I've been an inventor my whole life but for the first 30 years I didn't know it... I just thought everyone invented stuff. It took me a long time to start calling myself an "Inventor". Every time I walked up to an immigration officer of some country I'd say I was an "executive" or a "CEO" but after two years of full time inventing in 2007 I "bit the bullet" and gave in...
"So you are an inventor? What have you invented?" and then the story would go on and on. But this change in attitude also marked a responsibility. To do things that meant something. That made a difference.

The first invention that anybody knows about was software activation. It's what big companies use to stop people from stealing their software.

I didn't invent it for that. I invented it so that my fellow musicians could try out software and share the good stuff and not have to pay for the software (or be tempted to pirate it) just so that could see whats it was like.

In the original patent I even had a reward system that allowed every ten shares of software to pay for the copy of the giver... but the big software companies just used it to force more licenses on people. If I paid for a Windows OS I should be able to move it with me to my new machine when I upgrade.. right? But unfortunately software activation was used to force one machine one license on everyone. Thus is the plight of inventors. At least it's not as bad as Einstein watching his work on atomic power being used for bombs.

You know, when you first use Windows or Office and you are asked to type in your serial number and it goes across the Internet to check that the serial number hasn't been used before?... yeah that's me. Microsoft was my biggest customer after a little coercion.

Timeline Early Days

1974 Age 12 - Assorted BMX bikes experimented with straight tube frames and mounting motocross handlebars to bicycles and off road knobby tires. My dreams were shattered when Mongoose released there first BMX bike which I tried to import. I stepped back from the idea when it became obvious I was just loading my parents with a business as I couldn't get out of going to school. But I did get a quote for a container load of bikes and a shipping estimate... it was $11,000 at the time and would you believe my parents were supportive! I had great parents.

1975 age 13 - Knee skate yep... a skateboard for kneeboarders... it was pretty dangerous but felt like a go cart... being so low and close to the ground just made for a more intense experience...

1975 age 14 - Ski-skating a parallel stance design/ mono-ski type approach with toe holders and poles with stoppers on the end instead of baskets. For shallow hills only :-(

1979 age 17 - Window cleaning extender poles. An invention of necessity. While volunteering for a cause I support I had to make a living on the side and it was... you guessed it... window cleaning... this 40ft extension pole allowed me to clean windows 3 stories up as long as the water pressure pumped any water that high! It got me a lot of jbs and my brother and I got a lot of home unit type jobs because of it.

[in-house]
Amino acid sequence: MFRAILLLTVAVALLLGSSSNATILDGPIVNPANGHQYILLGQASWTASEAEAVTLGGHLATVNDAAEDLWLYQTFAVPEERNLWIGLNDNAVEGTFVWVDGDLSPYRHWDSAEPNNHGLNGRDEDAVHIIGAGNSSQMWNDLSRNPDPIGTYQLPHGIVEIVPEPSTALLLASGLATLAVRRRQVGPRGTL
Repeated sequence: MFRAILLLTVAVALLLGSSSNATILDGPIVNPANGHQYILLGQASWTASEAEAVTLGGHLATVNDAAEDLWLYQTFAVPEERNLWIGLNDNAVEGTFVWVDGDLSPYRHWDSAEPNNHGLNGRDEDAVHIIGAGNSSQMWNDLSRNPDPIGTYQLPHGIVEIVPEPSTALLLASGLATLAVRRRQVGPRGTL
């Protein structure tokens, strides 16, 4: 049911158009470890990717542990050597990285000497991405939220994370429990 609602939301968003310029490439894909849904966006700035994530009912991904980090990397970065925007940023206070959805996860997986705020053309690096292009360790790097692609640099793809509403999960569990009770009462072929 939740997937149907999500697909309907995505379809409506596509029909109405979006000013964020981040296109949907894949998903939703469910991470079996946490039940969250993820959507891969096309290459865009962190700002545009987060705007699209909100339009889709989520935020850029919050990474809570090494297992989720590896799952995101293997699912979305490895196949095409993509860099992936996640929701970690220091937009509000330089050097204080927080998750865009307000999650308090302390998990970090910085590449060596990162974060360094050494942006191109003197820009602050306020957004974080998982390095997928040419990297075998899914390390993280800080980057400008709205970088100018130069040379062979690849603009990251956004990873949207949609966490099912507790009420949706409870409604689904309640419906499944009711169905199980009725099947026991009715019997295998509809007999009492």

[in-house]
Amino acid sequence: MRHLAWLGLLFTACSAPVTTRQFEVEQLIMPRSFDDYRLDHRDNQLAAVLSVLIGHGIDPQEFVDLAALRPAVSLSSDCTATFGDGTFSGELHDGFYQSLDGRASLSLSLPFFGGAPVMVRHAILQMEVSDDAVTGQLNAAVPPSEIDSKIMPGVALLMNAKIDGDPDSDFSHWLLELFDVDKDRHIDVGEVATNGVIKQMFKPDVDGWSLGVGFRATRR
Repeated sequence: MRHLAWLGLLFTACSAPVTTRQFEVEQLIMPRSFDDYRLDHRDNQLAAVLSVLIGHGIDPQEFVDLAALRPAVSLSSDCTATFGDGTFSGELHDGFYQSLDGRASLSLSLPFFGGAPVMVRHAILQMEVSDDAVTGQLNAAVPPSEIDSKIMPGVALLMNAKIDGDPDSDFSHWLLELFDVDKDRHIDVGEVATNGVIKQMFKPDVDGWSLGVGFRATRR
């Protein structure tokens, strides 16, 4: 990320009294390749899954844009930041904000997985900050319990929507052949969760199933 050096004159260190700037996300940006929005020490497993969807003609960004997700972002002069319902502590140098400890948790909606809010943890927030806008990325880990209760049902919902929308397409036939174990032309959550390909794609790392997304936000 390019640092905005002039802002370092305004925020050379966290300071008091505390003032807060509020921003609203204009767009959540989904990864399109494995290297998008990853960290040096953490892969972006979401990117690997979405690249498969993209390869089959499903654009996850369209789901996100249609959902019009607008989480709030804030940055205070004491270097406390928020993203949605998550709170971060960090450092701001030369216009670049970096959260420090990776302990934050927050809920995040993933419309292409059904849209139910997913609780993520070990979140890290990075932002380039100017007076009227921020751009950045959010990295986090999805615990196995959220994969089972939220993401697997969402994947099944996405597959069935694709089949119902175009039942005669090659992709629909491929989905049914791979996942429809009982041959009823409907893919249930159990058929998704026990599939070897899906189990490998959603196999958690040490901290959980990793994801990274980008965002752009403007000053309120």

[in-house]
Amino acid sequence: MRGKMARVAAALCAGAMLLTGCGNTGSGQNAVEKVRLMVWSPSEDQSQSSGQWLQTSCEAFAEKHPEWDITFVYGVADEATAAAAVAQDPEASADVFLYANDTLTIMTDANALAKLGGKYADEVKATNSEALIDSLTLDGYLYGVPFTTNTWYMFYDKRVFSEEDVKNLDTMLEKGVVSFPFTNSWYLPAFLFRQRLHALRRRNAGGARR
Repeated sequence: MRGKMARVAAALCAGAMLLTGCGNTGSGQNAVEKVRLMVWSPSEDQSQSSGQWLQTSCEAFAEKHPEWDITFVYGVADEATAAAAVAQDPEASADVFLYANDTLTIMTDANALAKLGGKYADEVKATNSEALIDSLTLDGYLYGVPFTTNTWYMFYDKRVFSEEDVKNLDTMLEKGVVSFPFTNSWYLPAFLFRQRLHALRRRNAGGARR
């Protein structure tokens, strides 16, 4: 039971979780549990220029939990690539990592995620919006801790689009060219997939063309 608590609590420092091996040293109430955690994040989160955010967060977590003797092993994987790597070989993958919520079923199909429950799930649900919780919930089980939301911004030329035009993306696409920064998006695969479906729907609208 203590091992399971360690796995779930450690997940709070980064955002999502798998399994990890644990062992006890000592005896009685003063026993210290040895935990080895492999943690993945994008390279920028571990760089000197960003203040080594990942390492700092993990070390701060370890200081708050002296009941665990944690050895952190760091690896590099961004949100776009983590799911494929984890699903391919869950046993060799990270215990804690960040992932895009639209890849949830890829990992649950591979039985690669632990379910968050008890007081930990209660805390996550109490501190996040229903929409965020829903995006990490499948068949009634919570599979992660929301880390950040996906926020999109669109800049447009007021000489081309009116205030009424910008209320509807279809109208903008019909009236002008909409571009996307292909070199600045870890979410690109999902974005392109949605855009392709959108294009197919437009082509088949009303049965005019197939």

1980 age 18 - Shadesavers sunglass cords. These became very popular. Coloured cords that attached to sunglasses that allowed them to hand around your neck... my brother saw leather straps on truck drivers in the US and he and our family developed the coloured cords which my brother and I sold all along the east coast of Australia to pretty much every surf shop and chemist from Sydney to Noosa.

1985 - Hypercard interactive music CD's (B-52's) Hypercard was a cool app back in the 80's. I built a custom card stack that synced itself with an audio CD in the Mac's CD drive. It would show info bubbles at different parts of each song or conversely you could move from bubble to bubble listening to the related part of a track.

1985 - Music printing kiosk my Dad made a beautiful kiosk case/ stand for the kiosk which contained a Mac, a printer and a kiosk interface that printed PDFs of popular sheet music titles... we tried to get it going in Dymocks bookstore in Sydney Australia... came close but did not strike gold.

1986 - Online advertising artwork bulletin board.. After becoming friends with Geoff Eldridge who was the publisher of Australian Dirt Bike magazine I saw how they used to use taxis to pickup artwork from advertisers in the days before the Internet. I had been using a dial up bulletin board system to call the US to interact with headliner musicians and saw immediately how the art files could be shared on bulletin boards... even at 1200 baud speeds. Twenty minutes of modem noise was better than organising a taxi. The idea took of for them but never got to a commercial scale despite talking Ernst and Young into evaluating it... this was the internet before the internet... exciting times.

1986 - Hypercard Fairlight controller/ Automation this one really got me some recognition in the music industry as there was an article about it in "Electronic Musician " magazine that got me invites to work all over the place. This hypercard stack allowed me to automate the process of sending keyboard commands from the Mac's serial port to the Fairlight's computer. It meant I could load samples and song data and settings all from storage on SCSI drives attached to the Mac. So I could charge $40 per hour, set the Mac going and go for a coffee. I ended up working with Michael Jacksons keyboard player because of it.

1992 - Uniloc software activation/ crippleware/ time-bomb software/ try and buy software the technology that went big time in the end. The whole story can be seen in the Australian Story episodes about the ups and downs of this, my first and biggest invention.